The original Colonial Town government was by town meeting with a moderator and a board of selectman ,They were originally designed to be temporary positions filled by farmers and townspeople elected by their peers to serve for a year without pay and most complained about their time away from their farms or livelyhood.

    Town meeting was called by the moderator whenever there was an issue that would immediately effect the town and needed consenses from the townspeople. One of the most famous was the call to arms from Washington at the start of the revolutionary war where young men were called by town warrent and sent to Boston.

    Over the years town government has evolved into a political steeping stone to higher office in state government .There is fierce competition for selectmans seats and the selectmen have become a major power in the town .Town meeting members are are elected to serve by precinct and have of late been filled by town employees able to vote on their own pay packages and benefits.The system has been totally corrupted and was headed for financial disaster !
    Last edited by megimoo; 04-28-2009 at 06:44 PM.
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  7. #7  
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    Quote Originally Posted by linda22003 View Post
    Really, people, if you don't like "gubmint" schools, don't use them, but don't expect me to provide ANOTHER option when I already provide one.
    But there's also another option of tax credits. For example, if the government allowed an individual to keep more of their own money to subsidize a private school tuition, it really doesn't affect you, does it?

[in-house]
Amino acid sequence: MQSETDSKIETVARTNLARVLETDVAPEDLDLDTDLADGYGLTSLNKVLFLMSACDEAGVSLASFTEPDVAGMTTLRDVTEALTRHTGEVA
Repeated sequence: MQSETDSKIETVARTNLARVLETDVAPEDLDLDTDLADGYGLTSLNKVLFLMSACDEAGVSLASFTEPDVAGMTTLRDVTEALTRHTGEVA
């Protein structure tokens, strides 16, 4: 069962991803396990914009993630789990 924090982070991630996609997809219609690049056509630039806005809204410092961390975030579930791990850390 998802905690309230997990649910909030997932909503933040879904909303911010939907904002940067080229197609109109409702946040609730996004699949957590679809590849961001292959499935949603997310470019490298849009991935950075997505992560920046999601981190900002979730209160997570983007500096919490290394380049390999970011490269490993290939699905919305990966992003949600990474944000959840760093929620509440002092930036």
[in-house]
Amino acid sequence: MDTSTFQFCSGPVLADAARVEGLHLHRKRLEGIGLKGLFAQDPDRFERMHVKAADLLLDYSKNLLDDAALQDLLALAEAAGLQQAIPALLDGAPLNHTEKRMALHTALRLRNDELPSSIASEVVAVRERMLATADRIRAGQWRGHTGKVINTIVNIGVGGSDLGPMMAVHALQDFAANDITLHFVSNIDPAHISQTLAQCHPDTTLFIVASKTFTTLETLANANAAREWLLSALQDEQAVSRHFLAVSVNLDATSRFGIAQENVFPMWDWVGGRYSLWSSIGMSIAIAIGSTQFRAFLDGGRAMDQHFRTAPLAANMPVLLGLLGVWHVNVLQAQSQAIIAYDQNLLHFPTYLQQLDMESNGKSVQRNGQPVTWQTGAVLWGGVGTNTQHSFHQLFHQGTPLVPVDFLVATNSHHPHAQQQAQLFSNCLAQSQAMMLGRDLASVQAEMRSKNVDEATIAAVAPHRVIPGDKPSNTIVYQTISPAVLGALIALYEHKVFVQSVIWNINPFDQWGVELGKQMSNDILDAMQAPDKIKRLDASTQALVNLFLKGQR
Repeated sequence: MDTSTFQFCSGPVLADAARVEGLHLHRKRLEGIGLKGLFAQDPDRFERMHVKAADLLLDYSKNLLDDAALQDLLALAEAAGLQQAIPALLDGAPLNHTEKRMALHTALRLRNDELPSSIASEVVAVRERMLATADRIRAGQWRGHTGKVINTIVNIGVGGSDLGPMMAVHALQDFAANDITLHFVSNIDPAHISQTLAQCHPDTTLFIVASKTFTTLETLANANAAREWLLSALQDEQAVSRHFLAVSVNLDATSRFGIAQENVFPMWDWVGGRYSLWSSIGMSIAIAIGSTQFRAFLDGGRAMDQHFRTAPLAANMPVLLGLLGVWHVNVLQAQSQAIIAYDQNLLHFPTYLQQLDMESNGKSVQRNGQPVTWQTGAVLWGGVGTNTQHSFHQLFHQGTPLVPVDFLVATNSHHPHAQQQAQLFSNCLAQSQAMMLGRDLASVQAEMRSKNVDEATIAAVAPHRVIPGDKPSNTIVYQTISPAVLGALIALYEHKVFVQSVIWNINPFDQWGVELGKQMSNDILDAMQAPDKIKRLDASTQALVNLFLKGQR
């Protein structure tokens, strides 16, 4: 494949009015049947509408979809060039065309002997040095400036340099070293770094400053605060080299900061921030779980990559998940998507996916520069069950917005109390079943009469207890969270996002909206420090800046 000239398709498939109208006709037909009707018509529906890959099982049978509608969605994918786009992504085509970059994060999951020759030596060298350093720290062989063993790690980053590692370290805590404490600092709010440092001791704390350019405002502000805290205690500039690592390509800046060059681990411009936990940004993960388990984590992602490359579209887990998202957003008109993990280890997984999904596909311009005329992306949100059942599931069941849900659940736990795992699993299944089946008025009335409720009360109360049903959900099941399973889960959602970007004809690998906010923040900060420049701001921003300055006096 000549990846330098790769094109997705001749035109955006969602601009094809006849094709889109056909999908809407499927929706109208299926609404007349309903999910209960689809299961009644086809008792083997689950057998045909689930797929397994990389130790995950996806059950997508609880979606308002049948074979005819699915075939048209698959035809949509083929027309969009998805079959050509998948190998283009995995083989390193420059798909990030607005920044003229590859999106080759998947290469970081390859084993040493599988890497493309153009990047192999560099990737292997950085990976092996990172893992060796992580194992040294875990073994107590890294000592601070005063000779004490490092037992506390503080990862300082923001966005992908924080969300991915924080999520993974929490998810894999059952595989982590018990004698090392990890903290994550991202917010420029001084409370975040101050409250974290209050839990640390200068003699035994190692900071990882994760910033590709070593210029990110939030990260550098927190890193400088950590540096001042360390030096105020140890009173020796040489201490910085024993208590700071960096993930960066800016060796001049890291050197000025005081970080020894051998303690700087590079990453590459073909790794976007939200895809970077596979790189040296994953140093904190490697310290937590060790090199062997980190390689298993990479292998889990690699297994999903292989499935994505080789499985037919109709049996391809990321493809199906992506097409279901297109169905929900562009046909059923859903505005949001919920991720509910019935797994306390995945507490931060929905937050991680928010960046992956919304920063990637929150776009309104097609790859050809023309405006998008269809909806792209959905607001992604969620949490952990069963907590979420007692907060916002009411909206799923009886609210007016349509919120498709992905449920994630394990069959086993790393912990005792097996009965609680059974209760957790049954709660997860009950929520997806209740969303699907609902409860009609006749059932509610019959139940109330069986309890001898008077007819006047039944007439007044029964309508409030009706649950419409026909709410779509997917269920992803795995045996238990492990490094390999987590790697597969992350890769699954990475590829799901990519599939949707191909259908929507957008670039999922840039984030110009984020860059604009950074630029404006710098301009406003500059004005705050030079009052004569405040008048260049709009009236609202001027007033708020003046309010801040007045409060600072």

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    Quote Originally Posted by Lager View Post
    But there's also another option of tax credits. For example, if the government allowed an individual to keep more of their own money to subsidize a private school tuition, it really doesn't affect you, does it?
    Overall tax cuts are different. If people keep more of their own money in their pockets, I don't care what they do with it.
    "Today, [the American voter] chooses his rulers as he buys bootleg whiskey, never knowing precisely what he is getting, only certain that it is not what it pretends to be." - H.L. Mencken
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    Quote Originally Posted by linda22003 View Post
    Really, people, if you don't like "gubmint" schools, don't use them, but don't expect me to provide ANOTHER option when I already provide one.